For Better or Worse
For Better or for worse takes on a whole new meaning when caring for an elderly spouse or for a spouse who has experienced some sort of brain trauma. Even the best of marriages can experience some sort of strain but there are ways to address the challenges and keep hope alive in marriage. According to a 2015 joint report by AARP and the National Alliance for Caregiving, one in 10 caregivers take care of a spouse. Let’s see how caregiving spouses can feel more like a parent and less like a spouse.
Anticipate Changes and Stay Flexible
The first thing is to know there will be changes. There will be a shift in losses in various areas of the marriage whether it’s responsibilities, communication or intimacy. Take a moment and realize that change is happening and discover how to approach your changing marriage.
Adapt Your Roles
You may need to reevaluate your roles. For instance, if your spouse typically did the cooking or finances you’ll need to take on this role. Realize that you won’t need to do it like he or she did. But adjust your mentality and know that it needs to be done. If you need to ask for help, don’t be afraid to call in help from a sibling or another relative or friend. Take a look at the responsibilities and order them from most important to least important and decide how to conquer.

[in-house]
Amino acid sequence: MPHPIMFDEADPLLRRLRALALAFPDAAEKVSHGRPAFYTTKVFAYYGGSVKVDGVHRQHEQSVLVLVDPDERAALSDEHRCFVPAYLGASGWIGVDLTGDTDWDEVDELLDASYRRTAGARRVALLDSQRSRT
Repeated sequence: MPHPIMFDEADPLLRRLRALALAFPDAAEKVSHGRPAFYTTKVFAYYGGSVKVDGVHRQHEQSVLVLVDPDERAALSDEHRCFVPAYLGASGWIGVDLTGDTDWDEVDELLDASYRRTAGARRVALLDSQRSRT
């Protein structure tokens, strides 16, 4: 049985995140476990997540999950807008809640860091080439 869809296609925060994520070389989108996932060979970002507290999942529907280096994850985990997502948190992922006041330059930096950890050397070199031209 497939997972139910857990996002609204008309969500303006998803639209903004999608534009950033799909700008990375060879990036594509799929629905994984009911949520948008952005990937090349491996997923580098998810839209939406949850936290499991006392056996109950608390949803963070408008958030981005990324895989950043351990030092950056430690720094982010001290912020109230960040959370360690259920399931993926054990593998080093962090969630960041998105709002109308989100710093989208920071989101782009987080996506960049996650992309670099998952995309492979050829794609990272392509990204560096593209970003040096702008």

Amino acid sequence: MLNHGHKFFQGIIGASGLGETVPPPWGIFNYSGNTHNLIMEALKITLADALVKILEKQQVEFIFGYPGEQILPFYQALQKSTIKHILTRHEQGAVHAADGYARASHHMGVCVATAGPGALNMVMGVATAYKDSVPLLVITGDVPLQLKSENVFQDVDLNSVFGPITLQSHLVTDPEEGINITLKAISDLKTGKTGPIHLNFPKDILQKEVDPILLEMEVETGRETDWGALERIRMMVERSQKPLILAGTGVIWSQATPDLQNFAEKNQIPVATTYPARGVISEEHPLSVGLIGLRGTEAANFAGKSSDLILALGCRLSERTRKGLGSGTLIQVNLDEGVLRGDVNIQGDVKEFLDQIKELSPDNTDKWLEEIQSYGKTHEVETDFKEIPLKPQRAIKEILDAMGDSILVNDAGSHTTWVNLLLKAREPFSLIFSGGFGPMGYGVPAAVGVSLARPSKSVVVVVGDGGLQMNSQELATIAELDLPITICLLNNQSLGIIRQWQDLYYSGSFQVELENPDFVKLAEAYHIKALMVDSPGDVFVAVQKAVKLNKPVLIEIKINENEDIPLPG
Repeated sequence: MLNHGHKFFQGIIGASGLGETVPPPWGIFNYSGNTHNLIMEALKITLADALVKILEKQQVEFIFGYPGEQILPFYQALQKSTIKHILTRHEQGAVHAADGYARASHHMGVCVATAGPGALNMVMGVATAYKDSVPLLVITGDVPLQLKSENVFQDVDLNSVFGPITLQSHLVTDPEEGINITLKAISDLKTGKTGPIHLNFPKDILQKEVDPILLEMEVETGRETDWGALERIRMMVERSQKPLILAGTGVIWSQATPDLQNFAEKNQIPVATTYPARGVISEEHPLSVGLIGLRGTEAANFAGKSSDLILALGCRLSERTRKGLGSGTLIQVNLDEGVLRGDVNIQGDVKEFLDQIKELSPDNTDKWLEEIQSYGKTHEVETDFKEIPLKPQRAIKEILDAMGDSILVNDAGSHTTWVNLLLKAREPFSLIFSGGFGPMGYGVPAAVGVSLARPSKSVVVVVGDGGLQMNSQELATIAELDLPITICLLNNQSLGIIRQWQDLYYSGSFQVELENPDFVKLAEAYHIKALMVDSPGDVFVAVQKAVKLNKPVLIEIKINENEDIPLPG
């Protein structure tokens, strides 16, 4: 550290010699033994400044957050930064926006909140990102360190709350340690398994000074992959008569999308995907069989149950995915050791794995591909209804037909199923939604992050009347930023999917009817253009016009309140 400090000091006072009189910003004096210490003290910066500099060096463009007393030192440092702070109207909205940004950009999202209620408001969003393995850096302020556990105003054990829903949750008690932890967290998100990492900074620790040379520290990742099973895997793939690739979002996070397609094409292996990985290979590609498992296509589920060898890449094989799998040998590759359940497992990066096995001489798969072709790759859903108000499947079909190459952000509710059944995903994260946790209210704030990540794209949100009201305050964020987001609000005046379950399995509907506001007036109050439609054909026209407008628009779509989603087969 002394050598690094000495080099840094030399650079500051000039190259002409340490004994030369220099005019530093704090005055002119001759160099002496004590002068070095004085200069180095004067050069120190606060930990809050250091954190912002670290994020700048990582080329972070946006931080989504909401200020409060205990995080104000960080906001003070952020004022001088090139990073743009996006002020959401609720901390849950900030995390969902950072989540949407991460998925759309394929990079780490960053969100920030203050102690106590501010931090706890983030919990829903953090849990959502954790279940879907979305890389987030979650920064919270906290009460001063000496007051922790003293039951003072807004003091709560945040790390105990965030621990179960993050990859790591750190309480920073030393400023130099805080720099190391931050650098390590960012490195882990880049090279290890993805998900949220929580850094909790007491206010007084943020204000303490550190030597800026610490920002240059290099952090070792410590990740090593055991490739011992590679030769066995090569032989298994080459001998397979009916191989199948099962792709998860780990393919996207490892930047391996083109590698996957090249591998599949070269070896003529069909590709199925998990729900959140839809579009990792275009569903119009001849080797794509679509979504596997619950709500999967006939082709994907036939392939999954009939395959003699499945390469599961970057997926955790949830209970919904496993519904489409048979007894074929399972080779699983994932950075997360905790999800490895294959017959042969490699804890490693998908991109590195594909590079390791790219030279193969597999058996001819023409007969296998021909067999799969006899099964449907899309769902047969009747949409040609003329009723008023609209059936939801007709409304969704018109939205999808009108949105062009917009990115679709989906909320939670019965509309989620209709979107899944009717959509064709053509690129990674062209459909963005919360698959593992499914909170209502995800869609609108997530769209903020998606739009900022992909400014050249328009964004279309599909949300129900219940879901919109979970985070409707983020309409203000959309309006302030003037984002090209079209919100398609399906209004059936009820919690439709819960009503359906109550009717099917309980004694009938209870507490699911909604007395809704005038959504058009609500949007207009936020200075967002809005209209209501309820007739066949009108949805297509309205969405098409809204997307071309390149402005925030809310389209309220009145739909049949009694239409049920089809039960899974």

If hiring someone to come in and help clean is necessary, figure out to budget for this and bring in the help.
Caregiving is big on you emotionally and physically so bringing in help may be necessary to prevent burnout or frustration issues. Try your best to talk with your spouse and let him or her know what needs to be done in order to continue caring for your marriage.
Avoid Isolating Behaviors
Don’t isolate yourselves. When you start caring for your spouse it may be easy to separate yourselves from the outside world. This can cause tempers to flare or even sadness to come into play. Find a way to talk or meet up with another couple or family or even attend therapy with your spouse.
Find Local Support
There may be support groups at your local recreational or senior center or you may want to contact an in-home health provider and ask for suggestions. If you attend church or a religious organization, reach out to them and let them know you want to help out or are interested in being involved more. The point is to reduce isolation and increase social interaction safely.
Cultivate Healthy Communication
Cultivating healthy communication may be difficult depending on you and your spouse’s circumstances but it’s necessary for a healthy marriage. Learn to speak your partner’s language and tune in to how they respond. Do they like spending time together even if it’s just sitting at a park? Or do they enjoy receiving sentimental novelty gifts? Discover what makes them excited again.
It may be necessary to reach out to a therapist or in-home health provider for suggestions on the best ways to talk especially if there are physical changes complicating speech.
Remember to Care for Yourself
Finally, don’t forget to soak up a little time for yourself and let your spouse know you need a couple of hours to do something for yourself. Caring for another person can emotionally wreck you so remember to take care of yourself too and you’ll be a better caregiver overall.